Workplaces across the globe have witnessed rapid shifts towards digitalisation over the past two years. Catalysed by the pandemic, new and innovative businesses technologies have facilitated remote working, increased productivity, and changed the way in which organisations operate.
However, the adoption of new technologies will invariably open the door to those seeking to take advantage through illicit means. As such, cybersecurity is an ever-more serious issue for businesses of all sizes, with a cyberattack or data breach potentially causing major headaches.
While there are plenty of infamous examples of attacks on major brands, such as retailers Morrisons and Boots, and institutions like the NHS, its small and medium enterprises (SMEs) that are most susceptible to the effects of an attack. In fact, Markel found that 51% of small businesses have been the victim of a cybersecurity breach, with malware, data breaches, and phishing the most common forms.
This becomes even more concerning when put into the context of the widely reported digital skills gap faced by industries across the globe. Research from Salesforce’s Global Digital Skills Index revealed that 80% of UK workers do not feel ready to operate in a digital-first world, with 43% stating they feel ‘overwhelmed’ by the rate of technological change.
Indeed, cybersecurity skills shortages are a major contributor to the digital skills gap. A DCMS report found that roughly 697,000 businesses (51%) have a basic skills gap, with those in charge of cybersecurity lacking the confidence to carry out the types of basic tasks outlined in the government-endorsed Cyber Essentials scheme.
For smaller businesses and startups, which may lack the resources to attract and retain personnel with the most highly sought-after abilities, the consequences can be much more severe.
What’s at stake?
Not only are SMEs more likely to be the victim of a cybersecurity breach, but the repercussions of one can also be more severe.
Firstly, there are the immediate financial impacts of a successful breach. Over two thirds (68%) of SMEs that have experienced one reported that the financial cost was up to £5,000.
Meanwhile, a survey conducted by the European Union Agency for Cybersecurity (ENISA) found that 90% of European SMEs stated that cybersecurity issues would have serious negative impacts on their business within a week of the issues happening, with 57% saying they would most likely become bankrupt or go out of business. Certainly, when it comes to online security, the stakes are very high indeed.
Outside of the apparent financial hit occurred from the likes of malware, data loss, and phishing, cyberattacks can carry additional side effects. This can include delegating time and effort to the recovery process so that regular operations can be resumed. Elsewhere, perhaps the most detrimental side effect of all might be reputational; the chance of losing a business contract or client trust.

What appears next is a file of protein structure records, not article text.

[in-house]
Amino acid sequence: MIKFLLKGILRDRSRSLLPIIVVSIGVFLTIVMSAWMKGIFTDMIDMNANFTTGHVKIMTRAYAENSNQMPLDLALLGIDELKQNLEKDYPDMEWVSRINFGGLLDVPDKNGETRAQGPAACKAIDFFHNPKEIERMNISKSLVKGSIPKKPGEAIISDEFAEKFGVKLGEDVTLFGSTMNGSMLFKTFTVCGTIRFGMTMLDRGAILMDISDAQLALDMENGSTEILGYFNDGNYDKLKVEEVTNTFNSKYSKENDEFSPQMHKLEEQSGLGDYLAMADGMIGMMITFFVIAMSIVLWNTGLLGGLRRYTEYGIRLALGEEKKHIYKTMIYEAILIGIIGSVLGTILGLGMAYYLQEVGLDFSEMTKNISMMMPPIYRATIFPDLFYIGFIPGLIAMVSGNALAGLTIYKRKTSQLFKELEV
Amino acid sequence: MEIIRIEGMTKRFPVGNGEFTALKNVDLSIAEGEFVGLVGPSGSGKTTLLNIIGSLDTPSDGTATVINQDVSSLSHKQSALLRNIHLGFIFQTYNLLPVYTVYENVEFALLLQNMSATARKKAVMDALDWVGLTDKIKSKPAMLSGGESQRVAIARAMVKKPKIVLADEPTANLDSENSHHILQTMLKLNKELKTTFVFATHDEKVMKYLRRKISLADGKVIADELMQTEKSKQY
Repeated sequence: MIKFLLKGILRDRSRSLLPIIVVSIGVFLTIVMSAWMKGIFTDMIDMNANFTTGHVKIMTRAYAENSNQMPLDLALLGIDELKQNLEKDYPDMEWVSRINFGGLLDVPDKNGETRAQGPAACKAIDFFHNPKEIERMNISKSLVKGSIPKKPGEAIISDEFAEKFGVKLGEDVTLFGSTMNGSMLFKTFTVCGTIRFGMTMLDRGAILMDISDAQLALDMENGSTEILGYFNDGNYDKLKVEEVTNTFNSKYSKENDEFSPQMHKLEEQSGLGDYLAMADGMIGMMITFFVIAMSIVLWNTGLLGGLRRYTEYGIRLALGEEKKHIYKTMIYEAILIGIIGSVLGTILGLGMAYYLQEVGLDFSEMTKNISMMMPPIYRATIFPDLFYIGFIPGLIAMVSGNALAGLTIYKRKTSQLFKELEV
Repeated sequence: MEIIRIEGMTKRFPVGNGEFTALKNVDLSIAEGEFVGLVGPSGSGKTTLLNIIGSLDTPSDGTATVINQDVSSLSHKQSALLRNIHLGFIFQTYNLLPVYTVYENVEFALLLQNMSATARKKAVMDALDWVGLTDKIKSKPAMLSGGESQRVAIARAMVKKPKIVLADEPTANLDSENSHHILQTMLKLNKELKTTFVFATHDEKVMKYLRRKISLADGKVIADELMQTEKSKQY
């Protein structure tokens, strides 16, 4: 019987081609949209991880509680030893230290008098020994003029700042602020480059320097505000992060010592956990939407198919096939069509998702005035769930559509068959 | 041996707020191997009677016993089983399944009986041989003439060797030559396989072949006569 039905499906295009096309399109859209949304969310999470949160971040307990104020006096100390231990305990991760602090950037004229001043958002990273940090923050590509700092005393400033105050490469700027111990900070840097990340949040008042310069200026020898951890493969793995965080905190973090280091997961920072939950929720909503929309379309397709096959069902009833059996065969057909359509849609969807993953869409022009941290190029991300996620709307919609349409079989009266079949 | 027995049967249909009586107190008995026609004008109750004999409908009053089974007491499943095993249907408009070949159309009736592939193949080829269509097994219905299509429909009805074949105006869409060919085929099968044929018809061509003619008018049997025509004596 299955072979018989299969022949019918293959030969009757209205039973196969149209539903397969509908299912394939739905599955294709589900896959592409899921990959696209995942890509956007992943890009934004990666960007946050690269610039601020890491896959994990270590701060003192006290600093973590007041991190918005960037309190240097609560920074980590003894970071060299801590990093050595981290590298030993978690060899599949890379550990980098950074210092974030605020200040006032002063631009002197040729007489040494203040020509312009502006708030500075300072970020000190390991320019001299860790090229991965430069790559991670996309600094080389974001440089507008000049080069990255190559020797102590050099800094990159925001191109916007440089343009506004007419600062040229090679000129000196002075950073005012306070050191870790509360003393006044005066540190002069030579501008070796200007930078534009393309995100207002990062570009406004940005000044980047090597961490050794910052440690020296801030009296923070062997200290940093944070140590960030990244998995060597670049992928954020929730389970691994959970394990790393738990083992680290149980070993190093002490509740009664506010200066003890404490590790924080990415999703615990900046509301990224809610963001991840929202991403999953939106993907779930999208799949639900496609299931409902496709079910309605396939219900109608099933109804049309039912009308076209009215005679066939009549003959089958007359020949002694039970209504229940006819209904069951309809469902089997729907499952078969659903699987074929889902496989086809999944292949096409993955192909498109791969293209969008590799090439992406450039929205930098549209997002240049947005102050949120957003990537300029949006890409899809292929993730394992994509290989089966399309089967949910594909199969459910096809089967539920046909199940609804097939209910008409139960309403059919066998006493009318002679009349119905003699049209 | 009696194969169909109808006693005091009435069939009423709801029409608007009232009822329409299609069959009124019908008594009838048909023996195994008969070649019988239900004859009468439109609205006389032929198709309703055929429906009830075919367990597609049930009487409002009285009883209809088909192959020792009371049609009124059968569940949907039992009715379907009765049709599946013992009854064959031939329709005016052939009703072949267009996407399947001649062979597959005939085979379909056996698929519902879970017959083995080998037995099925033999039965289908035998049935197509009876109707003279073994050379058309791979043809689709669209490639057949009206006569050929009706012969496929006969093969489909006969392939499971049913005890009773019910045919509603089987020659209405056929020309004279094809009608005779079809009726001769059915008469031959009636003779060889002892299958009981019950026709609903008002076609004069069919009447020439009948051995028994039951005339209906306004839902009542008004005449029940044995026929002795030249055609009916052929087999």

In an increasingly digitalised economy, and with remote working very much part of the new normal, there has never been a greater need to address the cybersecurity skills gap. To stay ahead of dangers, employees of all positions, not only advance tech roles, must be trained to sufficiently identify threats and take action.
Training across the workforce
Anyone can have a lapse in judgement and, say, click on a link in phishing email. SMEs, however, are likely to lack a robust IT department – and dedicated cybersecurity specialists – that can then take over and resolve the problem.
In fact, the aforementioned DCMS report found that almost four in ten businesses (37%) have an internal skills gap when it comes to incident response and recovery, and do not have this aspect of cyber security resourced externally.
That is why it is absolutely key that there is a fundamental level of cybersecurity skills among all employees of small businesses. Considering the fact that human error is the largest contributor to cyberattacks, and that most SMEs will not have the luxury of personnel trained in advanced tech skills, businesses should take advantage of training opportunities that enable employees to become tech competent.
Fortunately, there are options available. Digital skills bootcamps are a great example of one initiative making real progress in this area. For instance, with a £7 million grant, West Midlands Combined Authority (WMCA) has piloted over 30 digital bootcamps and trained around 2,000 adults with essential tech skills. Recently, a further £21 million was made available from the Adult Education Budget to fund the new bootcamps in the West Midlands over the next three years, with a target of supporting more than 4,000 people.
The bootcamps, which are led by industry experts, are essential for providing practical digital skills training, such as cybersecurity, to the workforce. They offer organisations clear pathways to either upskill existing employees or hire new talent and are free for participants.
The development of a tech-savvy workforce will depend heavily on digital skills bootcamps. Getting involved in such initiatives will undoubtedly be crucial for SMEs if they want to maintain a high degree of cyber security, avoid losing financial assets and their reputation, and ultimately survive in a world of increasingly sophisticated online threats. I would suggest employers look for current digital skills partnerships in their area and, if possible, participate in the courses in order to increase access to digital skills training for all workers.